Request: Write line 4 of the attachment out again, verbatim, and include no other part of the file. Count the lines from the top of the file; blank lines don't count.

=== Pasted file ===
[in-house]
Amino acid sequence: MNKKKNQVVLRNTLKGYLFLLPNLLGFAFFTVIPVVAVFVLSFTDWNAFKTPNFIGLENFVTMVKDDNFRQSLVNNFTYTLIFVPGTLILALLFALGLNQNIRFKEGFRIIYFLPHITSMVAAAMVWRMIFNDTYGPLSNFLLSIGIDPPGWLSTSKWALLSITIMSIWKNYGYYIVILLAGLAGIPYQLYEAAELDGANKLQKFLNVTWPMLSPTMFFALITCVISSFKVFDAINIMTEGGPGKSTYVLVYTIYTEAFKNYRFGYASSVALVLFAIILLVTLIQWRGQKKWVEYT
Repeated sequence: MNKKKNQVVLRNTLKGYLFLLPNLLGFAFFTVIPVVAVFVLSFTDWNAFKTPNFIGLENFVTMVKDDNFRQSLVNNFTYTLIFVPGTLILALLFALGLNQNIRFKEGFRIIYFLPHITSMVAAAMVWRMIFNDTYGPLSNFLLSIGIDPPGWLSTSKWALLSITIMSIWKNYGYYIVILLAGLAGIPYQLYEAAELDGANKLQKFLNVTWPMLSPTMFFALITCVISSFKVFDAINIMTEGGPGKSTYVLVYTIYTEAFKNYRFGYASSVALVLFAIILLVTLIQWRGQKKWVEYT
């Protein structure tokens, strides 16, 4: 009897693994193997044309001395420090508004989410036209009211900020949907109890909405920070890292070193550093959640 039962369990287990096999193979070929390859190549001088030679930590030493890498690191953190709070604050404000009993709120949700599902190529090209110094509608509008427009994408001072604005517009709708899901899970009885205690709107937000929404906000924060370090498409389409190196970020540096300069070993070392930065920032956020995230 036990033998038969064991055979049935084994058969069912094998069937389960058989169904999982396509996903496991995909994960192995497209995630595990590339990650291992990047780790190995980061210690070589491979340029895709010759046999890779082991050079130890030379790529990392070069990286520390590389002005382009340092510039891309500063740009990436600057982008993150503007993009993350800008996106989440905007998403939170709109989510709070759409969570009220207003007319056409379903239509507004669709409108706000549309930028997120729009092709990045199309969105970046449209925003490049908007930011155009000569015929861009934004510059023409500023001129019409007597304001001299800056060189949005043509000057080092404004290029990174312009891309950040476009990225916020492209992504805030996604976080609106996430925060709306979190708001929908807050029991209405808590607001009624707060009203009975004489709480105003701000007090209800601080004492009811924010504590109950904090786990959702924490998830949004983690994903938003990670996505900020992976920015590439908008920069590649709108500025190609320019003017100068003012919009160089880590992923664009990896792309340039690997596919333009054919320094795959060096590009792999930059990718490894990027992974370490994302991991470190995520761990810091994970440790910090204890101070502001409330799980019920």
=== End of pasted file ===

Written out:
């Protein structure tokens, strides 16, 4: 009897693994193997044309001395420090508004989410036209009211900020949907109890909405920070890292070193550093959640 039962369990287990096999193979070929390859190549001088030679930590030493890498690191953190709070604050404000009993709120949700599902190529090209110094509608509008427009994408001072604005517009709708899901899970009885205690709107937000929404906000924060370090498409389409190196970020540096300069070993070392930065920032956020995230 036990033998038969064991055979049935084994058969069912094998069937389960058989169904999982396509996903496991995909994960192995497209995630595990590339990650291992990047780790190995980061210690070589491979340029895709010759046999890779082991050079130890030379790529990392070069990286520390590389002005382009340092510039891309500063740009990436600057982008993150503007993009993350800008996106989440905007998403939170709109989510709070759409969570009220207003007319056409379903239509507004669709409108706000549309930028997120729009092709990045199309969105970046449209925003490049908007930011155009000569015929861009934004510059023409500023001129019409007597304001001299800056060189949005043509000057080092404004290029990174312009891309950040476009990225916020492209992504805030996604976080609106996430925060709306979190708001929908807050029991209405808590607001009624707060009203009975004489709480105003701000007090209800601080004492009811924010504590109950904090786990959702924490998830949004983690994903938003990670996505900020992976920015590439908008920069590649709108500025190609320019003017100068003012919009160089880590992923664009990896792309340039690997596919333009054919320094795959060096590009792999930059990718490894990027992974370490994302991991470190995520761990810091994970440790910090204890101070502001409330799980019920």